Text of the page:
“There is a whole new sort of group of individuals now who – I don’t know what the numbers are – that never hunt at all. But they own guns for one of two reasons, self-protection or they just like the feel of that AR-15 at the range. They like the way it feels.”
-- Vice President Joe Biden on MSNBC discussing his call for gun control measures.
How did legislation intended to honor victims of a school shooting become legislation that would have done nothing to prevent that school shooting?
Special interest groups, left and right, bear considerable blame. So do the realities of 2014 electoral politics. A Senate with badly atrophied legislative muscles doesn’t help. Neither does it help to have a president both impatient and disengaged from the lawmaking process.
But the chief failing on legislation to prevent other mass killings like the one in Newtown Conn., is a failure of imagination.
Washington is not a very imaginative place, but few failures of creative thinking rank with what we’ve seen here in response to the December massacre that left 26 dead.
Consider the journey of Sen. Joe Manchin, D-W.Va., who was the first NRA-backed Senate member to open the door to firearms legislation. Manchin has been wrongly criticized for suggesting openness to banning some guns and then retreating. What Manchin did was suggest that he was willing to discuss gun control as part of a larger conversation that included mental health, the glorification of violence in media, and school safety.
By the time President Obama’s gun task force was halfway finished with its work, it was clear that those other considerations were going to be window dressing at best. Gun control advocates, fearing that every day that passed from the raw emotions of the killings, made their hopes of getting a gun ban in place dwindle, decided to ditch what is complicated or innovative and fall back to old and largely failed ideas.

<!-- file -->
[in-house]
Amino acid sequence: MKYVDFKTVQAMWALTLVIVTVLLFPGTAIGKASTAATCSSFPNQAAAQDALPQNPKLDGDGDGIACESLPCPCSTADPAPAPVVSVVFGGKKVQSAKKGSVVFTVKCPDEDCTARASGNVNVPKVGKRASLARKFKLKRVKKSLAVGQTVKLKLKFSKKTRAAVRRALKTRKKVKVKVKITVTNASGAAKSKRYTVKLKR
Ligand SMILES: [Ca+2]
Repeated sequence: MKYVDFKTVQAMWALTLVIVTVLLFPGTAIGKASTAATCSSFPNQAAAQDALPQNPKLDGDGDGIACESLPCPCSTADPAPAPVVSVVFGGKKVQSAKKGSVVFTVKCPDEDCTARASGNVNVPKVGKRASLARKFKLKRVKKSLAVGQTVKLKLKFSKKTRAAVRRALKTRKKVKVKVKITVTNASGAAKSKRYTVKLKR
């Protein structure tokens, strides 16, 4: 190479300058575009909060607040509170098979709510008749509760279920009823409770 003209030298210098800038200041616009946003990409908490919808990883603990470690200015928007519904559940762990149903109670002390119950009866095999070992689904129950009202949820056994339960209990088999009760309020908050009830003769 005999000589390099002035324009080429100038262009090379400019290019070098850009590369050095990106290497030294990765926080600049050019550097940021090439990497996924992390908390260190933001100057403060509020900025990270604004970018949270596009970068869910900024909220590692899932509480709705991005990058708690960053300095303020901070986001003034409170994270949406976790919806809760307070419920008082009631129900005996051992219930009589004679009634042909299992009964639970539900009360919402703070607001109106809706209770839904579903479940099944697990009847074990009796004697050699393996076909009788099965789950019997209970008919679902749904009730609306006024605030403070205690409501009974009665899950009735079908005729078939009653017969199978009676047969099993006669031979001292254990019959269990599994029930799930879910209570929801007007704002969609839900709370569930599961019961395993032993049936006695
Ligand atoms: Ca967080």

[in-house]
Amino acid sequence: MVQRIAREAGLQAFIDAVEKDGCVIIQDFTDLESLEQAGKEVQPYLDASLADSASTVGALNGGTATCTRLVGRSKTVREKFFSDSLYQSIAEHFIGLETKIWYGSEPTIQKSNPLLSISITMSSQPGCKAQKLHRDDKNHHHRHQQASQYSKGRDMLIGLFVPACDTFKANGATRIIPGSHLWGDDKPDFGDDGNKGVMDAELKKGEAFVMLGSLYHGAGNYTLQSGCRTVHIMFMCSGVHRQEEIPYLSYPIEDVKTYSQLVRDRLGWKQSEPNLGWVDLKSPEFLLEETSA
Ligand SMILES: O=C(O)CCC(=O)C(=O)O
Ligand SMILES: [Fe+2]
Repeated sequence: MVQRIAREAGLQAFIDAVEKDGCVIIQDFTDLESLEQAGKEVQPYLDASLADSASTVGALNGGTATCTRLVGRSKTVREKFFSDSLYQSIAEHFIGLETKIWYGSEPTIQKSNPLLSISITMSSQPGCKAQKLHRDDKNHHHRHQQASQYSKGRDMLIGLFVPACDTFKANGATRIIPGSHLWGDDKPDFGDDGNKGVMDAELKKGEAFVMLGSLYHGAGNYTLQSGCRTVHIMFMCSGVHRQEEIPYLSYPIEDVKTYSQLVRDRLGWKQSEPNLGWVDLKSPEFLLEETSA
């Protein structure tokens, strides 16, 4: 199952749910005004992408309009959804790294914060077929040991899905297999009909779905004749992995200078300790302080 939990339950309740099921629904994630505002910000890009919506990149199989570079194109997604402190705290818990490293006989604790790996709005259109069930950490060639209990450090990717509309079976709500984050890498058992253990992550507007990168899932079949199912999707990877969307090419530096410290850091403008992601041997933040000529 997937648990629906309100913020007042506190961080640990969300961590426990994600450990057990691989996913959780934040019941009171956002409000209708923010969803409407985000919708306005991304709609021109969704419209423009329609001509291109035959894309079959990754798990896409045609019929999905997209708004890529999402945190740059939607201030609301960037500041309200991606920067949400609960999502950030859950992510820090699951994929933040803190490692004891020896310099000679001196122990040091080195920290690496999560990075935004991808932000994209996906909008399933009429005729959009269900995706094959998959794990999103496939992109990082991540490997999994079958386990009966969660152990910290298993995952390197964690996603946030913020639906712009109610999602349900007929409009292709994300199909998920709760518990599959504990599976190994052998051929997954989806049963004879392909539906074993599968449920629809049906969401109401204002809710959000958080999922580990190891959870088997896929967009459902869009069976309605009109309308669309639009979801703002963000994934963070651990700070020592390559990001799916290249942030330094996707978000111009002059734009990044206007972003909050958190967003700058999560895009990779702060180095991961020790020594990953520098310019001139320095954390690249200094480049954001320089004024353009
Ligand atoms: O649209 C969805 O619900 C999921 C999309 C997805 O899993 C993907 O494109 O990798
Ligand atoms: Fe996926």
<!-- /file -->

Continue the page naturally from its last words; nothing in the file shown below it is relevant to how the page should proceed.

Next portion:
While murder rates have dramatically declined in America over the past two decades, the phenomenon of mass killings has become a cultural sickness. Broken families, a corroded culture, the isolation and alienation of the Internet age, the inadequacy of mental health care and failing schools all play a part. These are matters of the heart and soul of a society, and these killings are terrible symptoms of chronic disease.
Manchin was calling for something that would explore and address some of these root causes, but before the conversation could begin, the gun grabbers were already grabbing and the cold-dead-handers were already gripping tighter. The moment was gone. The attacks had begun, and what was a moment of national dialogue reverted to pointless political shouting matches.
Today, Manchin is trying to sell a compromise on firearms background checks that would have done nothing to prevent the Newtown killings, since the perpetrator there didn’t buy the weapons. He took them from his mother, whom he also killed.
While murder rates have dramatically declined in America over the past two decades, the phenomenon of mass killings has become a cultural sickness.